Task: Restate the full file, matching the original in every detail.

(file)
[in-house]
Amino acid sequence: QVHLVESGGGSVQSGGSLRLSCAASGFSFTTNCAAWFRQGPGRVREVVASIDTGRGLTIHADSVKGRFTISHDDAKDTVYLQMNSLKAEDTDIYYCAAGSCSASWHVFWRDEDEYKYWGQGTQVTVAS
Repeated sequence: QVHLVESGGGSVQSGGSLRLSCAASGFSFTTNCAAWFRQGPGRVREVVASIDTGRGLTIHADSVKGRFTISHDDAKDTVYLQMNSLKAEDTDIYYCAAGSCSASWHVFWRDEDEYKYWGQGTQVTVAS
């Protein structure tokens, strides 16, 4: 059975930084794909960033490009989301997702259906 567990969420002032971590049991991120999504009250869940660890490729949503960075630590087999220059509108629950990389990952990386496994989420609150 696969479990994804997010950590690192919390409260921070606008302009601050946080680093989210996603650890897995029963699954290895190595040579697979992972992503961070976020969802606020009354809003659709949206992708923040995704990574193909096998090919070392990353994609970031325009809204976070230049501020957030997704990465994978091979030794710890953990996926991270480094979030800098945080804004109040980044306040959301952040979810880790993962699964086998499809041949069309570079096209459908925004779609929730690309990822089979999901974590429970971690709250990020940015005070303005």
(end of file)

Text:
[in-house]
Amino acid sequence: QVHLVESGGGSVQSGGSLRLSCAASGFSFTTNCAAWFRQGPGRVREVVASIDTGRGLTIHADSVKGRFTISHDDAKDTVYLQMNSLKAEDTDIYYCAAGSCSASWHVFWRDEDEYKYWGQGTQVTVAS
Repeated sequence: QVHLVESGGGSVQSGGSLRLSCAASGFSFTTNCAAWFRQGPGRVREVVASIDTGRGLTIHADSVKGRFTISHDDAKDTVYLQMNSLKAEDTDIYYCAAGSCSASWHVFWRDEDEYKYWGQGTQVTVAS
């Protein structure tokens, strides 16, 4: 059975930084794909960033490009989301997702259906 567990969420002032971590049991991120999504009250869940660890490729949503960075630590087999220059509108629950990389990952990386496994989420609150 696969479990994804997010950590690192919390409260921070606008302009601050946080680093989210996603650890897995029963699954290895190595040579697979992972992503961070976020969802606020009354809003659709949206992708923040995704990574193909096998090919070392990353994609970031325009809204976070230049501020957030997704990465994978091979030794710890953990996926991270480094979030800098945080804004109040980044306040959301952040979810880790993962699964086998499809041949069309570079096209459908925004779609929730690309990822089979999901974590429970971690709250990020940015005070303005």